Safety and feasibility of transcutaneous vagus nerve stimulation in mild cognitive impairment: VINCI-AD study protocol


Abstract Background Over 55 million adults are living with dementia globally, which is projected to reach 157 million by 2050. Mild cognitive impairment (MCI), a syndrome of memory impairment with intact activities of daily living, may precede dementia by several years. Around 5–15% of individuals with MCI convert to dementia annually. Novel treatments which delay progression of MCI to dementia are urgently needed. Transcutaneous vagal nerve stimulation (tVNS) is a non-invasive neuromodulation technique that targets the vagus nerve. Importantly, tVNS has been shown to improve cognition in healthy volunteers, but has not been extensively examined as a potential therapeutic approach in MCI. VINCI-AD will examine the safety and feasibility of tVNS in older adults with MCI. Design VINCI-AD is an investigator-led, single-site, single-blind, sham-controlled crossover pilot study which aims to assess the safety and feasibility of tVNS in 40 participants with amnestic MCI. All participants will attend for three consecutive study visits during which they will be randomised to receive no stimulation (baseline), active tVNS stimulation (stimulation at cymba conchae of left ear) or sham tVNS stimulation (at earlobe). Safety will be primarily assessed by ascertainment of adverse events. Further safety assessment will examine the impact of acute tVNS on subjective (orthostatic symptoms), peripheral (finometry-based blood pressure) and central (assessed via Near Infrared Spectroscopy [NIRS]) haemodynamic responses to active stand. Feasibility will be determined using a custom-designed occupational assessment of device usability. Exploratory secondary analysis in VINCI-AD will examine the potential impact of acute tVNS on associative memory, spatial memory and inhibitory control to inform sample size estimates for future trials of tVNS in older adults with MCI. Discussion VINCI-AD will report on the safety (adverse events/haemodynamic responses to active stand) and feasibility of tVNS as a potential therapeutic option in MCI. Detailed reporting of study eligibility and completion rates will be reported. Exploratory analysis will examine the potential cognitive benefits of acute tVNS on cognitive function in MCI to report potential effect sizes that may inform future clinical trials in this cohort. Trial registration . Trial Registration Number NCT05514756 (24th August 2022 for this protocol, version 1.0.)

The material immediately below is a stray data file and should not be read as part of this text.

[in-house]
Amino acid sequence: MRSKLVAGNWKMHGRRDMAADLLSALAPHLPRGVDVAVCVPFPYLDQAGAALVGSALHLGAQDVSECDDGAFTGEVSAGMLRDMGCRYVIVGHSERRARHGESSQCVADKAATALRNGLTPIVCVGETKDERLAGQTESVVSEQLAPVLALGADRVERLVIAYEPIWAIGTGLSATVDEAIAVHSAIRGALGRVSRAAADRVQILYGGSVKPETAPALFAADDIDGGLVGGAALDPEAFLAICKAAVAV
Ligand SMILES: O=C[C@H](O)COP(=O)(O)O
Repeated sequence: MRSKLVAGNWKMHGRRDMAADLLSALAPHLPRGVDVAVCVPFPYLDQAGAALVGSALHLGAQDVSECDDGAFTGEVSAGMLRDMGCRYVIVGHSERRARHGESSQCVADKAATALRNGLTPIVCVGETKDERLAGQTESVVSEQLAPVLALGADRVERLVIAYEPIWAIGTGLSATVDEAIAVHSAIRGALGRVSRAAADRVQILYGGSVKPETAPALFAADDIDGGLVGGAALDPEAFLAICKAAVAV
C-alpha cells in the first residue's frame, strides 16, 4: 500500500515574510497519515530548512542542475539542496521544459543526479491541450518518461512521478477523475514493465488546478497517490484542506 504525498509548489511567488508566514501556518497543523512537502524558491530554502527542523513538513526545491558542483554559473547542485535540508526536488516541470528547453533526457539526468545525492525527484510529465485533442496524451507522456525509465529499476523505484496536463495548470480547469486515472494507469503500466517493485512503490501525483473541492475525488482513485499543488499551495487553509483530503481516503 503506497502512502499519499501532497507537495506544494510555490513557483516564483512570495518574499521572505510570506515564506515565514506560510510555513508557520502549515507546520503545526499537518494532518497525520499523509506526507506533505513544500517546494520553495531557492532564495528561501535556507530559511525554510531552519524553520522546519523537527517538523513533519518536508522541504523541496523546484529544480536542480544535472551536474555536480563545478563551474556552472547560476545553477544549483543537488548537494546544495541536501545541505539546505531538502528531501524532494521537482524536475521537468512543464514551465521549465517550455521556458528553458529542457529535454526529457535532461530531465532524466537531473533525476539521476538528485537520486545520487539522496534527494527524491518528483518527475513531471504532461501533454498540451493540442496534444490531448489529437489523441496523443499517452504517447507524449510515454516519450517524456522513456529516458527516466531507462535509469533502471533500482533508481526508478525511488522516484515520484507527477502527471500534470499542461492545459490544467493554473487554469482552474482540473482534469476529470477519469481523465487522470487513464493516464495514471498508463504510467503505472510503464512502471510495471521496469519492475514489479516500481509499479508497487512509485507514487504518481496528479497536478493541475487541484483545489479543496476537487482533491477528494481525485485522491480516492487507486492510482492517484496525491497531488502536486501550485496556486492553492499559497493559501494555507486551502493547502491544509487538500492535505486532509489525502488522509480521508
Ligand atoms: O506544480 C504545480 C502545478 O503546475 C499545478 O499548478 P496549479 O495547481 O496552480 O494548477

BMC Neurology